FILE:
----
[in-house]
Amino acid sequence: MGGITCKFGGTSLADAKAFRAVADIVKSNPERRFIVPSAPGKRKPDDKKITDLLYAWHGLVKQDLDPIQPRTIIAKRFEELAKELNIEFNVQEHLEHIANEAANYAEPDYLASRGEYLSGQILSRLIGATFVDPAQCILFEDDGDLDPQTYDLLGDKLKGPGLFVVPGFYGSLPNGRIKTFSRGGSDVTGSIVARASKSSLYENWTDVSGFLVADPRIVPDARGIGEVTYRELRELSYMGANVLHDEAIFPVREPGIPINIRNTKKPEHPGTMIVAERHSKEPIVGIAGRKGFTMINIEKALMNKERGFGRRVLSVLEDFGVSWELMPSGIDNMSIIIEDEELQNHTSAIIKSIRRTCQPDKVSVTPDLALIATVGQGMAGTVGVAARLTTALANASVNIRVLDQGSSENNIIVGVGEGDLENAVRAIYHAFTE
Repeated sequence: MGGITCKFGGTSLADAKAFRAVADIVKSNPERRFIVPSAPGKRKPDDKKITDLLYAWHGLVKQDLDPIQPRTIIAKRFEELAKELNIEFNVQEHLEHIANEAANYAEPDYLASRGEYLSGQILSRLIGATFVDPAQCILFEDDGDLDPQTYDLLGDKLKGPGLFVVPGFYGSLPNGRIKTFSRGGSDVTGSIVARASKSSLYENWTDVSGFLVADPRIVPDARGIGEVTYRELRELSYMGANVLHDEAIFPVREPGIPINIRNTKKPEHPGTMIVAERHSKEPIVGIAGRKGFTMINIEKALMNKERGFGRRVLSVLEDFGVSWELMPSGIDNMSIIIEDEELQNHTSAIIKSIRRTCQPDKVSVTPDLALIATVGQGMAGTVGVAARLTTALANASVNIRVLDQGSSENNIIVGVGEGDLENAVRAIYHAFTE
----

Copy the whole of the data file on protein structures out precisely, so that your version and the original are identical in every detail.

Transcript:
[in-house]
Amino acid sequence: MGGITCKFGGTSLADAKAFRAVADIVKSNPERRFIVPSAPGKRKPDDKKITDLLYAWHGLVKQDLDPIQPRTIIAKRFEELAKELNIEFNVQEHLEHIANEAANYAEPDYLASRGEYLSGQILSRLIGATFVDPAQCILFEDDGDLDPQTYDLLGDKLKGPGLFVVPGFYGSLPNGRIKTFSRGGSDVTGSIVARASKSSLYENWTDVSGFLVADPRIVPDARGIGEVTYRELRELSYMGANVLHDEAIFPVREPGIPINIRNTKKPEHPGTMIVAERHSKEPIVGIAGRKGFTMINIEKALMNKERGFGRRVLSVLEDFGVSWELMPSGIDNMSIIIEDEELQNHTSAIIKSIRRTCQPDKVSVTPDLALIATVGQGMAGTVGVAARLTTALANASVNIRVLDQGSSENNIIVGVGEGDLENAVRAIYHAFTE
Repeated sequence: MGGITCKFGGTSLADAKAFRAVADIVKSNPERRFIVPSAPGKRKPDDKKITDLLYAWHGLVKQDLDPIQPRTIIAKRFEELAKELNIEFNVQEHLEHIANEAANYAEPDYLASRGEYLSGQILSRLIGATFVDPAQCILFEDDGDLDPQTYDLLGDKLKGPGLFVVPGFYGSLPNGRIKTFSRGGSDVTGSIVARASKSSLYENWTDVSGFLVADPRIVPDARGIGEVTYRELRELSYMGANVLHDEAIFPVREPGIPINIRNTKKPEHPGTMIVAERHSKEPIVGIAGRKGFTMINIEKALMNKERGFGRRVLSVLEDFGVSWELMPSGIDNMSIIIEDEELQNHTSAIIKSIRRTCQPDKVSVTPDLALIATVGQGMAGTVGVAARLTTALANASVNIRVLDQGSSENNIIVGVGEGDLENAVRAIYHAFTE